17. fangjian

    fangjian Jo Dong

    I use to barter with a student I had before I moved my school to a different location. She would train at my school and in return she would give me an hour massage every two weeks since she was a message therapist. That was the best. My body is a mess right now. I wish she lived closer .

    Currently, I let one of my students pay half tuition because they couldn't afford it anymore. I talked with his parents and since he still wanted to train he just comes in 15 minutes early every class and helps clean the place up. It's very helpful, because my school is very big. I still miss those massages though.
     
  18. Robert Klampfer

    Robert Klampfer New Member

    That sounds all too familiar, Bill. One of the problems with the free lessons and/or bartering for lessons is that many, if not most, people don't value something in which they haven't made an investment. The most direct, tangible method of investment is obviously money. Only after some length of training will someone have made an investment in the form of hard work.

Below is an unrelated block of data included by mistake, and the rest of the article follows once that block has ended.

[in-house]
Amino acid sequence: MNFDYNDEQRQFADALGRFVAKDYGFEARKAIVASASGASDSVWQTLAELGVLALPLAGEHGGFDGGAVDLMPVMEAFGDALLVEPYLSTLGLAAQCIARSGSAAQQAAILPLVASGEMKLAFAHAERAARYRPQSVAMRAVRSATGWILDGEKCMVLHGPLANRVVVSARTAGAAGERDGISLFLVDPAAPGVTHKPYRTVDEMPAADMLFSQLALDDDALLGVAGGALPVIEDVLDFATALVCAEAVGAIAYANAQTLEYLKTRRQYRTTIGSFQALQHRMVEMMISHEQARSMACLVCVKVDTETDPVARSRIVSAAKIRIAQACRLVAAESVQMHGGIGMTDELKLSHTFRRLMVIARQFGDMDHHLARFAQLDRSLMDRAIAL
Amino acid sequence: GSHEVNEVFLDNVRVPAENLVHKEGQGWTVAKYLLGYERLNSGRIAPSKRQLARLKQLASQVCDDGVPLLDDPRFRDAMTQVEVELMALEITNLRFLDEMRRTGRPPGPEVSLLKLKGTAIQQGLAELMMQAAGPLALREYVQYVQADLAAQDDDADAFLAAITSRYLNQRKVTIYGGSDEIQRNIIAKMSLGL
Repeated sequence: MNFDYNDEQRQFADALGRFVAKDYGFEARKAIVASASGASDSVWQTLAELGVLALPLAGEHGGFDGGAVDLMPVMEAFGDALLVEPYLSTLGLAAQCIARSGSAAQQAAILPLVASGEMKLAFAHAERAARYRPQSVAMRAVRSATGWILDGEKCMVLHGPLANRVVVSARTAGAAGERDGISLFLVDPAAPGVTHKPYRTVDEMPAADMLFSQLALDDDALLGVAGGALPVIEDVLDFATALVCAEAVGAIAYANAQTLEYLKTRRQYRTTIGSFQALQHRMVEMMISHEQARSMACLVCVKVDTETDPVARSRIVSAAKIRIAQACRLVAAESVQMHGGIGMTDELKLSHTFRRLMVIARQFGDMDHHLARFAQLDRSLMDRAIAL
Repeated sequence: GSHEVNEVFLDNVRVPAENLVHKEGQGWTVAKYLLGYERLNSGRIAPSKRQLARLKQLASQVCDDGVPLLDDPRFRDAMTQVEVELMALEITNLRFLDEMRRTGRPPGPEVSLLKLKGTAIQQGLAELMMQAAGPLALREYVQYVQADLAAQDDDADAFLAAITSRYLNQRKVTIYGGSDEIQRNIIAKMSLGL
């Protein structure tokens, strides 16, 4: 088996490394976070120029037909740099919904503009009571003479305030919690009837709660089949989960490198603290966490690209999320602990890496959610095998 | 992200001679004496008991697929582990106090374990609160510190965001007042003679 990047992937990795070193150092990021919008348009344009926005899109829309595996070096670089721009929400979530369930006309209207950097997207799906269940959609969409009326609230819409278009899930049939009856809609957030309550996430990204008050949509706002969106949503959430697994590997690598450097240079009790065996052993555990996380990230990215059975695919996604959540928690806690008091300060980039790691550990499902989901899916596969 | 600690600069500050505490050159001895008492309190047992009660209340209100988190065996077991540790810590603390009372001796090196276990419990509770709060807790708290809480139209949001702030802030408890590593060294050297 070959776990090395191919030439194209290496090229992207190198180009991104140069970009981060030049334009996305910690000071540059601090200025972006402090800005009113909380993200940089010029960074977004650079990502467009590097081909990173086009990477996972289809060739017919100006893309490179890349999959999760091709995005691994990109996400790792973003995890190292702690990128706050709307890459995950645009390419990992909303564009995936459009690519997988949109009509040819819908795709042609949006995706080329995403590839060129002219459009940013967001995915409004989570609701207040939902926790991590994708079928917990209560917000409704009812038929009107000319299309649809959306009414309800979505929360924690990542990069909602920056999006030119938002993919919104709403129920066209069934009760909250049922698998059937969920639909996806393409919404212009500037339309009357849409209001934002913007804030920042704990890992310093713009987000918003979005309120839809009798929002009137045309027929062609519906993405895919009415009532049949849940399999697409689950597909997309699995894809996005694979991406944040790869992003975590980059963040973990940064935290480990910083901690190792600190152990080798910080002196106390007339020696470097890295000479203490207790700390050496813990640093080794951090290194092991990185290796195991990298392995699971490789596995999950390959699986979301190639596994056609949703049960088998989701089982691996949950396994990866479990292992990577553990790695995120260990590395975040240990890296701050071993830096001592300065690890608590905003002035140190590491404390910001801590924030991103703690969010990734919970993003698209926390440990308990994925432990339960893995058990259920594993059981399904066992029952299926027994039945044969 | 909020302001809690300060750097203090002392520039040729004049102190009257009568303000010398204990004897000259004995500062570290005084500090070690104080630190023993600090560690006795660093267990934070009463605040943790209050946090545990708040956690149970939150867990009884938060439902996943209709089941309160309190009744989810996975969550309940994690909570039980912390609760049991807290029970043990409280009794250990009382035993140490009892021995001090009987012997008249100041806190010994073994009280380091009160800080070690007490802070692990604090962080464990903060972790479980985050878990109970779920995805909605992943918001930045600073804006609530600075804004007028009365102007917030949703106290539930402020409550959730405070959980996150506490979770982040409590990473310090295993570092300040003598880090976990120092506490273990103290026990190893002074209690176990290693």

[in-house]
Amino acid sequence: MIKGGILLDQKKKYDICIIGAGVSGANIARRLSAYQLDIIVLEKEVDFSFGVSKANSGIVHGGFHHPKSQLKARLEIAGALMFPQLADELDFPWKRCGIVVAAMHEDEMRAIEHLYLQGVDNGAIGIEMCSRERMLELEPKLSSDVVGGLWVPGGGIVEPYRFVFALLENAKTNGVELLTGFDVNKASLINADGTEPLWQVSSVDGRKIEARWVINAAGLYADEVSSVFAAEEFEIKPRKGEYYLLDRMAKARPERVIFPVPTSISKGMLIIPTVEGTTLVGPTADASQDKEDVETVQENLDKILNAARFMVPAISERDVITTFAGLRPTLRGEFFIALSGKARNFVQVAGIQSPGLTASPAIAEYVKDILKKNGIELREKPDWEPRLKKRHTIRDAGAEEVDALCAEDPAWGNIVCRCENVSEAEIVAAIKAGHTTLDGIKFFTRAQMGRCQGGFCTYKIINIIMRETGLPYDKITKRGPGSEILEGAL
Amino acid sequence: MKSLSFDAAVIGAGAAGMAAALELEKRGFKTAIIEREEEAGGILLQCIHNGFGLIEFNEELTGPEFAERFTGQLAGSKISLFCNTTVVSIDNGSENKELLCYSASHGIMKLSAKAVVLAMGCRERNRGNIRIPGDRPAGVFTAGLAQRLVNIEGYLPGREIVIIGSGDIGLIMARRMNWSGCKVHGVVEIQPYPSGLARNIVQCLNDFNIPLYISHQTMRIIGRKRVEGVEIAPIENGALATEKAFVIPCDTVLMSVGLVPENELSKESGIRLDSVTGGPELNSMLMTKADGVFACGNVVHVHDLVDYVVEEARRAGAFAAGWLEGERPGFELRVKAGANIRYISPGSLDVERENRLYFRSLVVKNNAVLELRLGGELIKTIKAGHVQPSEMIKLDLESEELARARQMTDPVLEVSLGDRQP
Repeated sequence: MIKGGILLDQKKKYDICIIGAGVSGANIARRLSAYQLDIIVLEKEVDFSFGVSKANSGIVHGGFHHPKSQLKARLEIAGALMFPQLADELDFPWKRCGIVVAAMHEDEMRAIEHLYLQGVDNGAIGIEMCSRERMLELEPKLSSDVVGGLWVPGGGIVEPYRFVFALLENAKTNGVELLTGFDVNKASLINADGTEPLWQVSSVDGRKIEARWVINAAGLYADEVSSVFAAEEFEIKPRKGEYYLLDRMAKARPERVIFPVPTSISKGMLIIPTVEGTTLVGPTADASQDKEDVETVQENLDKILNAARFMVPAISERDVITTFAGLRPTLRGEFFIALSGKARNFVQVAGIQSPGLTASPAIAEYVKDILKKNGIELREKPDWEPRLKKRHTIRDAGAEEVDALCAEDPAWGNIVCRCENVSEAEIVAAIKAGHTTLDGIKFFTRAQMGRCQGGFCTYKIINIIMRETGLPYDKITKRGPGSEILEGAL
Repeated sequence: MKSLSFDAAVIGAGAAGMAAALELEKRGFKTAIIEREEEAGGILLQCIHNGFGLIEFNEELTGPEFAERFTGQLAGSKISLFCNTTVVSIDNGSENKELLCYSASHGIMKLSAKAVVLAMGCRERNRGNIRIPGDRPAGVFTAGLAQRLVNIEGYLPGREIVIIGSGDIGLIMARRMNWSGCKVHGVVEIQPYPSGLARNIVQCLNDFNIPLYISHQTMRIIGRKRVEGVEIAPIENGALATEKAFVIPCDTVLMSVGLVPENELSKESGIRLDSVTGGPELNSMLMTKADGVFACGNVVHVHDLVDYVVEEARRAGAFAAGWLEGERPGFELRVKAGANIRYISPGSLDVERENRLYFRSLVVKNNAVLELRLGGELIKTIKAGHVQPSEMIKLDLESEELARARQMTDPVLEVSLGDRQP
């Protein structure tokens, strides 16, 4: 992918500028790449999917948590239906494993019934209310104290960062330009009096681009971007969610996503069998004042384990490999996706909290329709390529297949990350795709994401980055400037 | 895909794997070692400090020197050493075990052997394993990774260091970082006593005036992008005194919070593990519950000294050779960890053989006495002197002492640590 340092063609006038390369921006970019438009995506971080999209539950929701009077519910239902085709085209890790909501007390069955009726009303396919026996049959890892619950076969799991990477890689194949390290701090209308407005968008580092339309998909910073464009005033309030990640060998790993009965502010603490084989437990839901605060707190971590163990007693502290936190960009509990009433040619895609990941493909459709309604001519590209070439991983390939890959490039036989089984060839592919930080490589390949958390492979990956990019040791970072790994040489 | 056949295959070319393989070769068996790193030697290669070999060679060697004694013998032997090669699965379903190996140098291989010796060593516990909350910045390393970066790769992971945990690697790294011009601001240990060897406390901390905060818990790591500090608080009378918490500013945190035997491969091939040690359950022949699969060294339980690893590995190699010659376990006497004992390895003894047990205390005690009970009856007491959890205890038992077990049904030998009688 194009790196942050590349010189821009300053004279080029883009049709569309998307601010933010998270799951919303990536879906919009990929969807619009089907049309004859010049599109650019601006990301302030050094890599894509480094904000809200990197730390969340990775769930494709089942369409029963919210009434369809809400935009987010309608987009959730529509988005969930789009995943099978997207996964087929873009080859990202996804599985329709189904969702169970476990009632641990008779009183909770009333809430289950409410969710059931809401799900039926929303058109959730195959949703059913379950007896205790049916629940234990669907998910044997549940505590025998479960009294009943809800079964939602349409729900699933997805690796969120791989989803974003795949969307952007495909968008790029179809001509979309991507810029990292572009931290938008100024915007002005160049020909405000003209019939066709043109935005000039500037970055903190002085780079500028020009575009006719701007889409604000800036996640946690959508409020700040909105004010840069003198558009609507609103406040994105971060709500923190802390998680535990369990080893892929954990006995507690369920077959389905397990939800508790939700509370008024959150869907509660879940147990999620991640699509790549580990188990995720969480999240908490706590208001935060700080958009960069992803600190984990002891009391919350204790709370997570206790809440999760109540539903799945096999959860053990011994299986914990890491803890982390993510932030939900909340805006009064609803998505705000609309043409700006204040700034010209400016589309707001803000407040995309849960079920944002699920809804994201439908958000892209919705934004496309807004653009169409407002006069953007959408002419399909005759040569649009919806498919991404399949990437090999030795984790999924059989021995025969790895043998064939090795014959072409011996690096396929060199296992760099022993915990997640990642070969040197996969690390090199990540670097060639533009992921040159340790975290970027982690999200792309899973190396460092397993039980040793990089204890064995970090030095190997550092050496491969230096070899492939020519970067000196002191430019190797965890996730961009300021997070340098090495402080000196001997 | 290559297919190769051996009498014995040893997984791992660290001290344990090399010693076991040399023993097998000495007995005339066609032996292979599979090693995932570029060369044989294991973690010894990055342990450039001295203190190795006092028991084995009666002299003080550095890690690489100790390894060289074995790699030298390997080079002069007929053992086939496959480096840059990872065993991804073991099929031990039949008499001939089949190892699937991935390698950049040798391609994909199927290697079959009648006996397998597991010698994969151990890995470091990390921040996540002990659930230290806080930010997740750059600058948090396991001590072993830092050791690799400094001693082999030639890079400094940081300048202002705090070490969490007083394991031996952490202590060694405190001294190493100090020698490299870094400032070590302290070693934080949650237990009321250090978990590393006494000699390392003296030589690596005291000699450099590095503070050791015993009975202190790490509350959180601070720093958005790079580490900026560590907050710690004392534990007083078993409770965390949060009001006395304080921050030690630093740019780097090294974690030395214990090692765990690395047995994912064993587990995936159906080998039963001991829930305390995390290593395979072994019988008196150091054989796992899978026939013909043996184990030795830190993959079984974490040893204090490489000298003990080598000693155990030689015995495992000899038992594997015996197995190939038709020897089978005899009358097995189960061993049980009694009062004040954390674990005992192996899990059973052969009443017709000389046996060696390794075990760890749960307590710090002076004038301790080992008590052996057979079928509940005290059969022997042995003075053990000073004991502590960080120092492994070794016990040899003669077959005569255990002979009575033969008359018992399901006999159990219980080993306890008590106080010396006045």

Robert
     
  19. Robert Klampfer

    Robert Klampfer New Member

    The same could be said of just about any trade - plumber, electrician, mechanic... It is interesting that most people will be outright dismissive of the years of experience a martial arts teacher has invested in their art. Yet they expect to benefit from that knowledge for a pittance.

    Robert
     
  20. arnisador

    arnisador Active Member

    I have long since learned the fact--but am still amazed by it--that you cannot give away martial arts instruction for free (except to experienced martial artists). You have to charge at least a token amount for it.